Contaminants in Stream Sediments From Seven United States Metropolitan Areas: Part I: Distribution in Relation to Urbanization

  • Lisa H. Nowell
  • Patrick W. Moran
  • Robert J. Gilliom
  • Daniel L. Calhoun
  • Christopher G. Ingersoll
  • Nile E. Kemble
  • Kathryn M. Kuivila
  • Patrick J. Phillips


Organic contaminants and trace elements were measured in bed sediments collected from streams in seven metropolitan study areas across the United States to assess concentrations in relation to urbanization. Polycyclic aromatic hydrocarbons, polychlorinated biphenyls, organochlorine pesticides, the pyrethroid insecticide bifenthrin, and several trace elements were significantly related to urbanization across study areas. Most contaminants (except bifenthrin, chromium, nickel) were significantly related to the total organic carbon (TOC) content of the sediments. Regression models explained 45–80 % of the variability in individual contaminant concentrations using degree of urbanization, sediment-TOC, and study-area indicator variables (which represent the combined influence of unknown factors, such as chemical use or release, that are not captured by available explanatory variables). The significance of one or more study-area indicator variables in all models indicates marked differences in contaminant levels among some study areas, even after accounting for the nationally modeled effects of urbanization and sediment-TOC. Mean probable effect concentration quotients (PECQs) were significantly related to urbanization. Trace elements were the major contributors to mean PECQs at undeveloped sites, whereas organic contaminants, especially bifenthrin, were the major contributors at highly urban sites. Pyrethroids, where detected, accounted for the largest share of the mean PECQ. Part 2 of this series (Kemble et al. 2012) evaluates sediment toxicity to amphipods and midge in relation to sediment chemistry.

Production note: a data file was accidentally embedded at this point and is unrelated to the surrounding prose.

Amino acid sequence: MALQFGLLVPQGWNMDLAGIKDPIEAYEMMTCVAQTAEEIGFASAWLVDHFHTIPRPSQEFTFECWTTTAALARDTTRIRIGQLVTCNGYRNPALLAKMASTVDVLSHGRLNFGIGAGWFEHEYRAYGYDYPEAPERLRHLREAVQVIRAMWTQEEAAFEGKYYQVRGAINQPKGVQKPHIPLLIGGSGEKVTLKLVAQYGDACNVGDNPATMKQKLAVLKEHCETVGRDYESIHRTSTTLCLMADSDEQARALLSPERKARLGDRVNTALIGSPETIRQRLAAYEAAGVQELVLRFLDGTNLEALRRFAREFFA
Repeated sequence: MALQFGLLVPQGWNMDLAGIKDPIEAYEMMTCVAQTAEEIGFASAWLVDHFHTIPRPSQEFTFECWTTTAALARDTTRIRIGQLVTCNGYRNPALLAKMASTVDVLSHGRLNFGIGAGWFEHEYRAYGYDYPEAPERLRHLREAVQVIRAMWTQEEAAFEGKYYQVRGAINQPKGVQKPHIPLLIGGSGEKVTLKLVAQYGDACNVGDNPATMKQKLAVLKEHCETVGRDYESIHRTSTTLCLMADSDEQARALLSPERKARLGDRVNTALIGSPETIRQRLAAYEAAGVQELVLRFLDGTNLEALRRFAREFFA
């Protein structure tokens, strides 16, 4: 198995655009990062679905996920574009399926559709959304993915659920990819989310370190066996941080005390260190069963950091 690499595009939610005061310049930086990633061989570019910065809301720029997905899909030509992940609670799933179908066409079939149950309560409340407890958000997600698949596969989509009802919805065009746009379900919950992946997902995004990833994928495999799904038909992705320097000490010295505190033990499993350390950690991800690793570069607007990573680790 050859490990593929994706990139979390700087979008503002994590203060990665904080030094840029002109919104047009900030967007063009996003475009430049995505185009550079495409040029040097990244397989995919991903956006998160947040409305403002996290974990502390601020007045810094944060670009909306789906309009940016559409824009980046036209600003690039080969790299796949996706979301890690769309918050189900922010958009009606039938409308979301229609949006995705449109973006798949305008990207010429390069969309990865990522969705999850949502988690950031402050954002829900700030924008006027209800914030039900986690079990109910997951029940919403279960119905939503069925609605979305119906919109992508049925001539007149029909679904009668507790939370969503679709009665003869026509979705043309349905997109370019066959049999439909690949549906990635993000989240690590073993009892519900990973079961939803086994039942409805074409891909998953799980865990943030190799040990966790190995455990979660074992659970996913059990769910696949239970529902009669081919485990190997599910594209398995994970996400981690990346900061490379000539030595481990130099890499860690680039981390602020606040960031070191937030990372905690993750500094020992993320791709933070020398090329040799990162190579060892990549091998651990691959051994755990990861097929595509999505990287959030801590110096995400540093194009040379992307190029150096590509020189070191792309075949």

Supplementary material

244_2012_9813_MOESM1_ESM.pdf (451 kb)
Supporting information details on the study areas and geographic data sources; methods for chemical analysis, modeling, and principal components analysis; and additional tables and figures. (PDF 452 kb).


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Copyright information

© Springer Science+Business Media New York (outside the USA) 2012

Authors and Affiliations

  • Lisa H. Nowell
    • 1
  • Patrick W. Moran
    • 2
  • Robert J. Gilliom
    • 1
  • Daniel L. Calhoun
    • 3
  • Christopher G. Ingersoll
    • 4
  • Nile E. Kemble
    • 4
  • Kathryn M. Kuivila
    • 1
  • Patrick J. Phillips
    • 5
  1. 1.California Water Science Center, United States Geological SurveySacramentoUSA
  2. 2.Washington Water Science Center, United States Geological SurveyTacomaUSA
  3. 3.Georgia Water Science Center, United States Geological SurveyAtlantaUSA
  4. 4.Columbia Environmental Research Center, United States Geological SurveyColumbiaUSA
  5. 5.New York Water Science Center, United States Geological SurveyTroyUSA

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